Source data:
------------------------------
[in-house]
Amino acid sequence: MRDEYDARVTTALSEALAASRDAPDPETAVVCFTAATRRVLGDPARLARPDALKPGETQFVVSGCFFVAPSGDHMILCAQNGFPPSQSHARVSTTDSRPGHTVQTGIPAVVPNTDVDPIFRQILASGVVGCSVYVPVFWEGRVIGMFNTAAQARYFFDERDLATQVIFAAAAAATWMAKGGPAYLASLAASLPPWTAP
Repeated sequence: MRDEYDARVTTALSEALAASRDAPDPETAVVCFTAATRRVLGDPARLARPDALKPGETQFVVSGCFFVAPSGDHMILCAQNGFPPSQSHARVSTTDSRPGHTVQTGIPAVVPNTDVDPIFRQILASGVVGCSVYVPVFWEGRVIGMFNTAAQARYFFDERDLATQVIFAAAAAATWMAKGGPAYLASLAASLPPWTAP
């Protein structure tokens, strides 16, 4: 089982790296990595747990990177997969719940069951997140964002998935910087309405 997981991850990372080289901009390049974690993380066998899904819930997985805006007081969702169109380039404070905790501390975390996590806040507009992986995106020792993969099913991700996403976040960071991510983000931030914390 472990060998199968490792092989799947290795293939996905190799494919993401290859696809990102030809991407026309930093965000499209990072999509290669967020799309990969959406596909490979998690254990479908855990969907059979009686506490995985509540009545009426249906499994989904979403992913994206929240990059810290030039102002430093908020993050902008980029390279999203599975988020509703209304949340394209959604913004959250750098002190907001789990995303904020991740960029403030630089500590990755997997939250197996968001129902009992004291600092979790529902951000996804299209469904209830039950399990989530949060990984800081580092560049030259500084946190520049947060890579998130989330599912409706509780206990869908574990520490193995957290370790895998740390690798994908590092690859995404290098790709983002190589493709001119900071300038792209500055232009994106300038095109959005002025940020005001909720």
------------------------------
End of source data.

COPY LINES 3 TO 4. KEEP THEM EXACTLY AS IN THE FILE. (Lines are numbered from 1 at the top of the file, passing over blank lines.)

Repeated sequence: MRDEYDARVTTALSEALAASRDAPDPETAVVCFTAATRRVLGDPARLARPDALKPGETQFVVSGCFFVAPSGDHMILCAQNGFPPSQSHARVSTTDSRPGHTVQTGIPAVVPNTDVDPIFRQILASGVVGCSVYVPVFWEGRVIGMFNTAAQARYFFDERDLATQVIFAAAAAATWMAKGGPAYLASLAASLPPWTAP
């Protein structure tokens, strides 16, 4: 089982790296990595747990990177997969719940069951997140964002998935910087309405 997981991850990372080289901009390049974690993380066998899904819930997985805006007081969702169109380039404070905790501390975390996590806040507009992986995106020792993969099913991700996403976040960071991510983000931030914390 472990060998199968490792092989799947290795293939996905190799494919993401290859696809990102030809991407026309930093965000499209990072999509290669967020799309990969959406596909490979998690254990479908855990969907059979009686506490995985509540009545009426249906499994989904979403992913994206929240990059810290030039102002430093908020993050902008980029390279999203599975988020509703209304949340394209959604913004959250750098002190907001789990995303904020991740960029403030630089500590990755997997939250197996968001129902009992004291600092979790529902951000996804299209469904209830039950399990989530949060990984800081580092560049030259500084946190520049947060890579998130989330599912409706509780206990869908574990520490193995957290370790895998740390690798994908590092690859995404290098790709983002190589493709001119900071300038792209500055232009994106300038095109959005002025940020005001909720």